Sexuality after Cancer

 Sexuality and Fertility after Cancer

As more people achieve long-term survival after cancer, sexual dysfunction and infertility have increasingly been recognized as negative consequences that impact quality of life Cancer treatments cannot be exclusively targeted to tumor cells, damage to the reproductive system will remain an important aspect of cancer morbidity. Problems with sexual function and fertility after cancer are not only ubiquitous, they are less likely to resolve with time than most other treatment side effects. Although not every cancer survivor cares about remaining sexually active, long term sexual dysfunction has been documented in at least 50% of those treated for breast or gynecological cancer.

What is the most common Sexual dysunction from

Cancer Treatment

The most common sexual problems after cancer treatment include loss of desire for  sex, and pain with sexual activity in women.

Why does it occur

Cancer treatments may damage one or more of the physiological systems needed for a healthy sexual response, including hormonal, vascular, neurologic, and psychological elements of sexual function. Treatment also may entail removal or direct damage to parts of the reproductive organs.

Which type of cancers/cancer treatments are involved mainly in sexual dysfunction

In women malignancies involving pelvic organs(ovaries, uterus, cervix, vulva& vagina, intestines,rectum etc) & breasts affect the final sexuality. The autonomic nerves that direct blood flow into the genital area with sexual arousal may also be affected by pelvic surgery.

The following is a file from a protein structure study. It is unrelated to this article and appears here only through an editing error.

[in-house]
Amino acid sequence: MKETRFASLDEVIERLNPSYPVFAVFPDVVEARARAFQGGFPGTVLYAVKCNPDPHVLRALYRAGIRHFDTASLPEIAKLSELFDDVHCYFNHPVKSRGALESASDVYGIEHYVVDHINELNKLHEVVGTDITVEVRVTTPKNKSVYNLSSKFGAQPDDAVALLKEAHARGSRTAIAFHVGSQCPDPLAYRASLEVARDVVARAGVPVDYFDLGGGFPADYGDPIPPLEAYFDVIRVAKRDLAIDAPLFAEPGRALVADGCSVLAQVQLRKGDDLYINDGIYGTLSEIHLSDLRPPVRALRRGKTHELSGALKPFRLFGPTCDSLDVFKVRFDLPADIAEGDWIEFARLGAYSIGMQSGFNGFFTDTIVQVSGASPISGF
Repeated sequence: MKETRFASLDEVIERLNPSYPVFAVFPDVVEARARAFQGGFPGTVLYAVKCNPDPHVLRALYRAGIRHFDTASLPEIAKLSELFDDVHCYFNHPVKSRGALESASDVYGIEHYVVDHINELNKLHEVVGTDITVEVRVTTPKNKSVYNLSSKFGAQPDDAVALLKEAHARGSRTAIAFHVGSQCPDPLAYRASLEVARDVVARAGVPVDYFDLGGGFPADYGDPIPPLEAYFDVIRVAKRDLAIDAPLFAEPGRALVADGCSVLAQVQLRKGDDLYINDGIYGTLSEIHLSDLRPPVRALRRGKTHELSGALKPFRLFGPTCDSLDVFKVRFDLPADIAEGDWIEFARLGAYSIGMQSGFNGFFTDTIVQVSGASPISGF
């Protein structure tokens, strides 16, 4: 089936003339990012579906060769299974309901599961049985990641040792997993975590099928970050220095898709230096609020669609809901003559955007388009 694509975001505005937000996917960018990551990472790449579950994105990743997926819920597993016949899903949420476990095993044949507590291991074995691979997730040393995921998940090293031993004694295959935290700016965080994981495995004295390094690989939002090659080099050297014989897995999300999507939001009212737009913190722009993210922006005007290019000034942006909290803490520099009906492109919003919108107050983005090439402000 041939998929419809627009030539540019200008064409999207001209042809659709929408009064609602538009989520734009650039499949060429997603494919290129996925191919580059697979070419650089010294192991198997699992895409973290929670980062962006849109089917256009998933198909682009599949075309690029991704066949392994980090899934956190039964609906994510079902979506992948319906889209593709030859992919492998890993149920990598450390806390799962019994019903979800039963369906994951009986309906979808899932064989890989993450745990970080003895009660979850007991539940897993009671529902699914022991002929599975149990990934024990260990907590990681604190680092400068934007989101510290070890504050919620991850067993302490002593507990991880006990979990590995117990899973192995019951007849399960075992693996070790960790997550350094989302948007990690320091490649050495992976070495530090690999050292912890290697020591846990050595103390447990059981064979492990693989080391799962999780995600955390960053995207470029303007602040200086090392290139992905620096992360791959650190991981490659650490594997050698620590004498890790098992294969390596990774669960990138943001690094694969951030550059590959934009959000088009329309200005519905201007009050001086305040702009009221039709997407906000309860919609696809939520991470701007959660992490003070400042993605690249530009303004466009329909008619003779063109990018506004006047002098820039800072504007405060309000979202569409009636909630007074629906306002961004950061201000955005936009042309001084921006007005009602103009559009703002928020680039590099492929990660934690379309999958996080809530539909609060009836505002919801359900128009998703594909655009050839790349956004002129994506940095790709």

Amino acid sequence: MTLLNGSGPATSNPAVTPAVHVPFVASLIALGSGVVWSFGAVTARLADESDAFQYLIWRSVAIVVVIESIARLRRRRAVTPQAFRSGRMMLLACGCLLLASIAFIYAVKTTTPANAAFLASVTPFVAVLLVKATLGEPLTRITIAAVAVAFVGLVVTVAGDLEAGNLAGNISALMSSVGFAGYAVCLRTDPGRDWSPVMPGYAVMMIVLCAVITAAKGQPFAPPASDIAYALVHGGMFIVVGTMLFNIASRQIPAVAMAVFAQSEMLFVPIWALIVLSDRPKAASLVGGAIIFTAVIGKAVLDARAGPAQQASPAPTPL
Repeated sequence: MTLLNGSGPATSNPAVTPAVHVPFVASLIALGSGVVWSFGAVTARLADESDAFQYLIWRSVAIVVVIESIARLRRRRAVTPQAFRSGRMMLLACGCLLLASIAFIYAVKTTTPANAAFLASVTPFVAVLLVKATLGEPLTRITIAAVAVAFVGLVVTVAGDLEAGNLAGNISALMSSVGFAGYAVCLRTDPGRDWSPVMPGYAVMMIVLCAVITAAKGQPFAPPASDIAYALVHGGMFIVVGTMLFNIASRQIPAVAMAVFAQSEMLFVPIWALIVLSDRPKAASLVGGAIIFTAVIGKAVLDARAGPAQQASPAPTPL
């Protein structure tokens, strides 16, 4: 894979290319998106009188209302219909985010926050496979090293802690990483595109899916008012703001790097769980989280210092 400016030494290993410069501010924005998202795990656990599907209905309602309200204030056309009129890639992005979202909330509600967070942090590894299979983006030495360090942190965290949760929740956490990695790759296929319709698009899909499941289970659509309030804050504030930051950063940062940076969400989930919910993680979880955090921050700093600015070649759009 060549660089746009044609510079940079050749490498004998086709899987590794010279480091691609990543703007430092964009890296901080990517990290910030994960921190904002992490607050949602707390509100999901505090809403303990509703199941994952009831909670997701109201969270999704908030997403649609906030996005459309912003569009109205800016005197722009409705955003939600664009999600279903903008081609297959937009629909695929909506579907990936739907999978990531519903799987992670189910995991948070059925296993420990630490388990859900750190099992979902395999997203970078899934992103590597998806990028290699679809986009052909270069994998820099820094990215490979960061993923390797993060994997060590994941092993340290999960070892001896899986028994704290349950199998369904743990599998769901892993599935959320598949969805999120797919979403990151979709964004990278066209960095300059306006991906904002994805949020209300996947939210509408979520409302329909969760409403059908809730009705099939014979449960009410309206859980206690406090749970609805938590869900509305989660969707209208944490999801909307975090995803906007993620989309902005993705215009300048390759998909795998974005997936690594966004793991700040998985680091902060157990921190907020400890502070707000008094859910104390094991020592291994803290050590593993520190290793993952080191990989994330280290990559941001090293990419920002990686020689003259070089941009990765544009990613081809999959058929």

How significantly the sexual dysfunction is truly affected

Well-controlled studies of large populations of women have shown that benign hysterectomy, including removal of the cervix, does not impair women’s sexual pleasure or capacity to reach orgasm.  But after radical hysterectomy most sexual problems may take a year to resolve after surgery.

Which cancer/cancer treatment  affect ovarian function

Cancer involving ovaries/testes & chemotherapy affecting the gonads. Radiation causes dysfunction if the organ or the autonomic nerves supplying the organ fall in the radiation field Treatment with adjuvant chemotherapy accounts for much of the sexual morbidity of breast cancer, especially in women who experience an abrupt transition to menopause as a result of their cancer treatment selective estrogen receptor modifiers such as tamoxifen and raloxifene do not appear to decrease women’s desire for sex, vaginal lubrication, or ability to enjoy intercourse without pain.

What is the final outcome on sexuality post treatment completion

The only enduring difference between female cancer survivors and matched controls is some loss of desire for sex and reduced vaginal lubrication. If pelvic surgery impairs vaginal expansion and lubrication, it seems that women can compensate by using estrogen replacement or water-based lubricants. But after radiation therapy in fields that include the genital area, women fare more poorly than men. Young women treated with radiation therapy for cervical cancer are significantly more likely to have problems with dyspareunia and other aspects of sexual function than matched controls.